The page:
In late March, the joint bid from the Canadian Soccer Association, the Mexican Football Association and the United States Soccer Federation presented its “United” bid for the 2026 FIFA World Cup. As was discussed then, Miami plays a prominent role. However, diving further into the proposal, you get a better idea about how the city may change for the World Cup.
In the bid book, proposals affecting most of the continent are discussed. Miami appears in almost every level of planning discussed. You can view Miami’s references in the book below:
Some of the most significant developments from the book for Miami-Dade County include:
- Miami is not just a possible venue for Group Stage games. Hard Rock Stadium has been offered as a possibility for both quarterfinal and third-place games.
- Two locations in Miami have been suggested as possible base camps for teams (although neither one actually exists at the moment — more on that later).
- Three universities have been suggested as venue-specific training facilities (St. Thomas, Florida International and Barry).
- Two locations have been suggested for FIFA Fan Fest events. One is Lummus Park on the beach from 5th to 15th Streets in Miami Beach. The other is a stretch of Downtown Miami that includes both Bayfront Park and Museum Park.
- Miami is one of two locations suggested for the Preliminary Draw, alongside Washington, D.C.
All of this is very exciting for those who care about soccer and live in Dade County. However, a couple of hang-ups.
Not yet built
The first, and most significant, is the fact that the two base camps locations that have been recommended to FIFA do not yet exist. We are all familiar with the struggles Fútbol Miami MLS has had getting started. If the team doesn’t yet have a stadium, it’s even more speculative to guess where its training site will be. The second site, which would up becoming news thanks to the book being released, is the Miami Dolphins’ training facility. Since 1993, the Dolphins have been based in Broward County, at Nova Southeastern University in Davie. But the book appears to hint the team may return to Dade County for the first time since leaving St. Thomas.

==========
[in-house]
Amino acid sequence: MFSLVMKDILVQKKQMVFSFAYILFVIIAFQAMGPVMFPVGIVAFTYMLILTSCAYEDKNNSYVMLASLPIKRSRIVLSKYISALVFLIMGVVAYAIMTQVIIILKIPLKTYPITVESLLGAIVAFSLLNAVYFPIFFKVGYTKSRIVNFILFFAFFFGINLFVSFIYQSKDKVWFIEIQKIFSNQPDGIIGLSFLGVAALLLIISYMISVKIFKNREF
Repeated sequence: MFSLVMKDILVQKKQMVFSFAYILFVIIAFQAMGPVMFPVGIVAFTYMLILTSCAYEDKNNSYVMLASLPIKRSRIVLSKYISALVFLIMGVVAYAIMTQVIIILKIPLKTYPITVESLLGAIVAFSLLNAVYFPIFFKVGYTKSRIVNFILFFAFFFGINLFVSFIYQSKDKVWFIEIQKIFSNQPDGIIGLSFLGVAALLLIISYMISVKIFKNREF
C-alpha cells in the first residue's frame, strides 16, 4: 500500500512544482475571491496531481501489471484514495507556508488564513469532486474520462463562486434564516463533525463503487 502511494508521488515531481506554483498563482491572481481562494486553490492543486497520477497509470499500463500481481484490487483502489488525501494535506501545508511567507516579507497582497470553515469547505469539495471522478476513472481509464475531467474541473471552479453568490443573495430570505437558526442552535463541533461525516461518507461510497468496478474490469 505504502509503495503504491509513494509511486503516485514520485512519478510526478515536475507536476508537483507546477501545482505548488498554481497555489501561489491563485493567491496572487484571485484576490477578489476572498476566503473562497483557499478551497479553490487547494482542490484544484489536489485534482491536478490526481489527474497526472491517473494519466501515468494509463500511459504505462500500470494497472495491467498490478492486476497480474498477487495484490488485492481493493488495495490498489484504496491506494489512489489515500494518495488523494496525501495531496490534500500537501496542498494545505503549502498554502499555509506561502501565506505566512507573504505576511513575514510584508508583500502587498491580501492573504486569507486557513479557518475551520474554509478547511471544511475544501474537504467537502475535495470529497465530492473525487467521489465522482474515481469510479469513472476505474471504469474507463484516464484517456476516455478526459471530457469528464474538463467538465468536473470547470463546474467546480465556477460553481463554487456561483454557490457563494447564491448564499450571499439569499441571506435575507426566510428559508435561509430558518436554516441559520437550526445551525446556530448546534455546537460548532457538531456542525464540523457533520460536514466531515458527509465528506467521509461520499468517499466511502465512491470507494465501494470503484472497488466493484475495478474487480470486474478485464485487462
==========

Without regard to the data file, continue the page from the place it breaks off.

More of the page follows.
Adam Beasley of the Miami Herald reported last week that the move was not finalized, but has scoped out the possibility of leaving Nova if they can’t secure site improvements.
Another question the book doesn’t answer is the issue of public transportation. In the book, the joint bid committee sites the “NEW SMART” initiative as part of Miami’s public transportation infrastructure. But just last Monday, the city announced it was going to solicit private bids to fulfill any of the six currently unfulfilled rapid transit corridors contained in the plan. According to a story written by Douglas Hanks of the Herald, the lone expansion of the train system implemented since Miami-Dade voters approved a half-percent sales tax in 2002 dedicated to transportation was a MetroRail line running from Government Center in Downtown Miami to Miami International Airport.
As with all the Bid Books, it is only a proposal. Nothing is set in stone. Yet it’s an exciting time for a soccer fan in South Florida to wonder what kind of role our part of the world may play in the world’s largest sporting event.